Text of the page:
“So, what do you want to do when you graduate?”
“Uh, I’m deciding now between Surface Warfare and Submarines”
“Ah, I remember those days. I keep thinking I’ll retire but they always pull me back in. The key is to just take it one tour at a time.”
We were taught to avoid living in the present by procrastinating our happiness. If you constantly say “I’ll be happy when I graduate”, you’ll miss out on what it’s all really about … Take it from Al Konetzni. Stop waiting to live in the future,
Good advice, and like much good advice – difficult to put in to practice.
That evidently has been simmering in my nogg’n for a week, because it came to the fore yesterday when I read the latest apologia on LCS – this time from our own pal, Craig Hooper, now with Austal;
DARPA is working on a program to use Independence variants of LCS as “platforms for medium altitude, long-endurance, fixed-wing unmanned aircraft for strike and ISR missions,” Hooper said. “This is a sign of what is to come — energy weapons, rail guns, unmanned craft. Embrace this. The future is in flexible platforms that capable of quickly and cost-effectively integrating new payloads. That’s what my two ships can do.”
Stop. I’ve seen this movie before.
The homing torpedo will end the submarine threat. You don’t need carriers in the nuclear age. We will have an all nuclear surface fleet. The Royal Navy will never need guns again, everything will be missiles – and it won’t need those carriers either – the RAF can cover it. We must get rid of the A-6 so we can move forward with the A-12 …. errrr …. F-18. We must decom the SPRU-CANS early so we can invest and recapitalize with DDG-1000 (nee SC-21). We don’t need frigates. NLOS will handle the surface fires requirements.
Yes, it is always better to get rid of what you have that works now, because the promise of the future is perfect, clean, shiny and … well … new and perfect and clean and shiny … and transformational!
It is comfortable to live in the future, to assume that all plans, systems, and CONOPS play out in line with with you want – or need – it to be. Making the present work is hard – but going to war in the present when you have neglected the “now” for the fuzzy future is even harder.
Reality is tough to get right.
For each weapon, there is a counter. One tactic/weapon does not work in every situation. Money and technology is not universally accessible. A single point of failure is just failure. Technology risk is real and usually higher than industry and program managers think.
I think we have learned this lesson again in spades over the last decade from LCS to F-35. If nothing else, perhaps we should hedge and mitigate more; we should have a set of requirements and stick with them instead of chasing shadows that only add cost, weight, and lost treasure.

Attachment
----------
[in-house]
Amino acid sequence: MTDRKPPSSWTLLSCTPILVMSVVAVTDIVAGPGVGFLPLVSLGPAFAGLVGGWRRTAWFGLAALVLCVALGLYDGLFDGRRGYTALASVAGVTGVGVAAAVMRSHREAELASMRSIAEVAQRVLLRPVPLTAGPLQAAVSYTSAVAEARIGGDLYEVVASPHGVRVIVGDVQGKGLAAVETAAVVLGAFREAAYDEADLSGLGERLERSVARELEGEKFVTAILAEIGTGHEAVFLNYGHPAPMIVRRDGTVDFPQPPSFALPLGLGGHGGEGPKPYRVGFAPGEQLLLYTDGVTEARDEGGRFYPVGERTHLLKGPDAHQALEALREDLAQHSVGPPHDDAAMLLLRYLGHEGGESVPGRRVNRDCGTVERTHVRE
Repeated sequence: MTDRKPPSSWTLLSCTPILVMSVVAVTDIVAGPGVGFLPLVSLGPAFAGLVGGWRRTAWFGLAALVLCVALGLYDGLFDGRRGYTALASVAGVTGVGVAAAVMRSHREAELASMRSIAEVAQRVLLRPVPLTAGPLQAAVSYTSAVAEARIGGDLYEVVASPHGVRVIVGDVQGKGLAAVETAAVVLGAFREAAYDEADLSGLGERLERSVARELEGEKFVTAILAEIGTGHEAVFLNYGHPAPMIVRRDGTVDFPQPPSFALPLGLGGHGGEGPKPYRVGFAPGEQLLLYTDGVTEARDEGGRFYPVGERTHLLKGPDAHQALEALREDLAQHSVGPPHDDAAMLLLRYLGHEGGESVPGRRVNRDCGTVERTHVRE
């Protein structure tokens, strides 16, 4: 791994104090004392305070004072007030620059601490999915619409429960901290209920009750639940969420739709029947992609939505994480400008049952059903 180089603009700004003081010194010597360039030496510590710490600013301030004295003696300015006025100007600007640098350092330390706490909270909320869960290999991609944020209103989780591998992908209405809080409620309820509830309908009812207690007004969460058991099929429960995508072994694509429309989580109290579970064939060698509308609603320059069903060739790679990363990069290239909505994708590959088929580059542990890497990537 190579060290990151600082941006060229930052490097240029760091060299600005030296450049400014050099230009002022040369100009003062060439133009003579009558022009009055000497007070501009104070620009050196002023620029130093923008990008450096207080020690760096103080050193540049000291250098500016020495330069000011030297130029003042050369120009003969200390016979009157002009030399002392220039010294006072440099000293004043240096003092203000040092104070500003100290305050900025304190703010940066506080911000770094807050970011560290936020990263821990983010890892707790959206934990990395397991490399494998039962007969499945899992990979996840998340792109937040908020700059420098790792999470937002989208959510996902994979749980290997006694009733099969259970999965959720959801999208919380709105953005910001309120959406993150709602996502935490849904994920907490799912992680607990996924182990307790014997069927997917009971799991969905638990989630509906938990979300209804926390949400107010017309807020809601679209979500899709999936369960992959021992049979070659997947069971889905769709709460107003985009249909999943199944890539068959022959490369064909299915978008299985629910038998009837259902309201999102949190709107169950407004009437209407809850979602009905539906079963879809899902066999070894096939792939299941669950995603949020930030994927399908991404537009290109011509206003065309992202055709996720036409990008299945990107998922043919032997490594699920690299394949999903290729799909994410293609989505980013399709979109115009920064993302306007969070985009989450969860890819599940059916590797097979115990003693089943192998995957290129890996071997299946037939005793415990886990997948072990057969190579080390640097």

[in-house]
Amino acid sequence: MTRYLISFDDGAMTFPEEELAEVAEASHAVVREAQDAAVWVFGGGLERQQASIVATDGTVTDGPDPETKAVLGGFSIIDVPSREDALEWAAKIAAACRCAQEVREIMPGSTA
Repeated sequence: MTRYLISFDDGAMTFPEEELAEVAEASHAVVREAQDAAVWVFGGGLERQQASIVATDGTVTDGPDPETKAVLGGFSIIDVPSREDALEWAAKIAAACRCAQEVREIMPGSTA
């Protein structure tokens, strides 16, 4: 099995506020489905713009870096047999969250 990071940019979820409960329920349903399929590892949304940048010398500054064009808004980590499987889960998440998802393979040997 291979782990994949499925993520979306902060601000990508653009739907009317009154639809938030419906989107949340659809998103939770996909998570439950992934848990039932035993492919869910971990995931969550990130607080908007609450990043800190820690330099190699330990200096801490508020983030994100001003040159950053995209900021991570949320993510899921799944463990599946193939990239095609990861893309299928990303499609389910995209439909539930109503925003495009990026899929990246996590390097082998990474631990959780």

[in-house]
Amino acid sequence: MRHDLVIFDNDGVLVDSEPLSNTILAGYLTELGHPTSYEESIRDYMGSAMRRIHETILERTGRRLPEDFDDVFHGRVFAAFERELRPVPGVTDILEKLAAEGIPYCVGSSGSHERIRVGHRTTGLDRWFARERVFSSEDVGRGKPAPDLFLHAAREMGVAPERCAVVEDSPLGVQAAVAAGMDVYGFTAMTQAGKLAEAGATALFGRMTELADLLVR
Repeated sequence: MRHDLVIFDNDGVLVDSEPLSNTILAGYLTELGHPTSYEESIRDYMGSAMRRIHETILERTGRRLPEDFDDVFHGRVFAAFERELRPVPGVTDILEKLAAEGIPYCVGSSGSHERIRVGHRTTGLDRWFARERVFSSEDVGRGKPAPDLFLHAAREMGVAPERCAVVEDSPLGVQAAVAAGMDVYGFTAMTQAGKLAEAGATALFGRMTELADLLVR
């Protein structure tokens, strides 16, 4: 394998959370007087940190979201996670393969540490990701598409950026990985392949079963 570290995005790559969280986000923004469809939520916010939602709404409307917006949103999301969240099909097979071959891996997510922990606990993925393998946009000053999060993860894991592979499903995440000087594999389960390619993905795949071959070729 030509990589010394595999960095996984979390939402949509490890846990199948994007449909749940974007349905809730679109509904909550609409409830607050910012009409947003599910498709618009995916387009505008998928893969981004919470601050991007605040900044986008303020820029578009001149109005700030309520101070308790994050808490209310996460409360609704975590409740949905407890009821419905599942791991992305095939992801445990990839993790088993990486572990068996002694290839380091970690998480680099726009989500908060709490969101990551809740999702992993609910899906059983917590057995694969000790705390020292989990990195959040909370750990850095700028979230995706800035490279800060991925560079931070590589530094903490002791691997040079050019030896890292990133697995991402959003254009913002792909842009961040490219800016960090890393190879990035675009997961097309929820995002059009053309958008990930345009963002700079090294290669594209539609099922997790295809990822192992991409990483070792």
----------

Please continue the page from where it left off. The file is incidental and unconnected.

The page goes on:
Are those lessons sinking in? I think so as things start to displace water and make shadows on the ramp (or not) – then yes, reality starts to overtake the PPT. That is what seems to be happening – goaded on by a gang of ruthless facts; a move away from the transformational mindset. Smart and inline with historical experience, if a bit late.
So, Craig has job to do, but so do others.
But any weapons changes on the horizon for LCS won’t happen until the Navy revises its requirements for its newest vessels, said Rear Admiral Thomas Rowden, director of Surface Warfare.
“I’m the keeper of the keys for requirements,” Rowden said. “And I am here to tell you that LCS meets the requirements.”
Well, that is subject to debate – but at least he is sticking. Enough chasing shadows with LCS. Make it the best as we can, and move on with what treasure we have left to move on with.
Get what you have now right, or dump it. In the future, focus on the evolutionary, not revolutionary so we avoid another lost decade. Build a little, test a little, learn a lot. Prototype, test, evaluate, deploy. Work for the future, but in the spirit of Big Al; you are living, building, and deploying now – make the best of it.
It is comfortable to say, “We are 5-10 yrs behind the Europeans when it comes to our budget challenges.” – I guess.
With the expansion of the budget deficit of the last few years and no move to make a serious effort to fix it, we are much closer to 5 years, if not inside that mark.
The now quaint Fleet number of 313 of just a few years ago was never taken seriously by anyone with a basic understanding of economics even before the latest budget issues, and the interesting accounting of the Fleet of 300 that we see today is also a non-starter.